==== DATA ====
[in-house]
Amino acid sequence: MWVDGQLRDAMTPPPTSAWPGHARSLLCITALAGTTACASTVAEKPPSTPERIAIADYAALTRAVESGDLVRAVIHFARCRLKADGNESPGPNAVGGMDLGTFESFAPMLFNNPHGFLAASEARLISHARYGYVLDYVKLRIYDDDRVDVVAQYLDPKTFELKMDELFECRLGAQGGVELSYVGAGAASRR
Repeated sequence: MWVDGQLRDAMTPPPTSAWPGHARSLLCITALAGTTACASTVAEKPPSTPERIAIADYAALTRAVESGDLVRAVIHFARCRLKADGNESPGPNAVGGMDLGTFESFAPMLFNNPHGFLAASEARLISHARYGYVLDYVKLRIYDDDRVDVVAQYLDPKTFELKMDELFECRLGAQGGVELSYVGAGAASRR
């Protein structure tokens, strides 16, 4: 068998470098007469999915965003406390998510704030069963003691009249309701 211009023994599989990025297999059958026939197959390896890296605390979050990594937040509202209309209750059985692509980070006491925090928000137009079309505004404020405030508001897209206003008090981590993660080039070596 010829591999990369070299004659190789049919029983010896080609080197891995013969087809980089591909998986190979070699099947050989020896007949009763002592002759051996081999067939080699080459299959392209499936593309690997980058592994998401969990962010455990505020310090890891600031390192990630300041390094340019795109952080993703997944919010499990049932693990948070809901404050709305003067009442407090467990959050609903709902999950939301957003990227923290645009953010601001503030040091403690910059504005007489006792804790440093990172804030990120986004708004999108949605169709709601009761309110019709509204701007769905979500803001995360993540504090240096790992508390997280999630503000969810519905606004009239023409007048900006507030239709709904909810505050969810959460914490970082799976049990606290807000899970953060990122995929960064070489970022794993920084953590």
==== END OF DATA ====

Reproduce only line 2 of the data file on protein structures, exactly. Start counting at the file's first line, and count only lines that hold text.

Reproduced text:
Amino acid sequence: MWVDGQLRDAMTPPPTSAWPGHARSLLCITALAGTTACASTVAEKPPSTPERIAIADYAALTRAVESGDLVRAVIHFARCRLKADGNESPGPNAVGGMDLGTFESFAPMLFNNPHGFLAASEARLISHARYGYVLDYVKLRIYDDDRVDVVAQYLDPKTFELKMDELFECRLGAQGGVELSYVGAGAASRR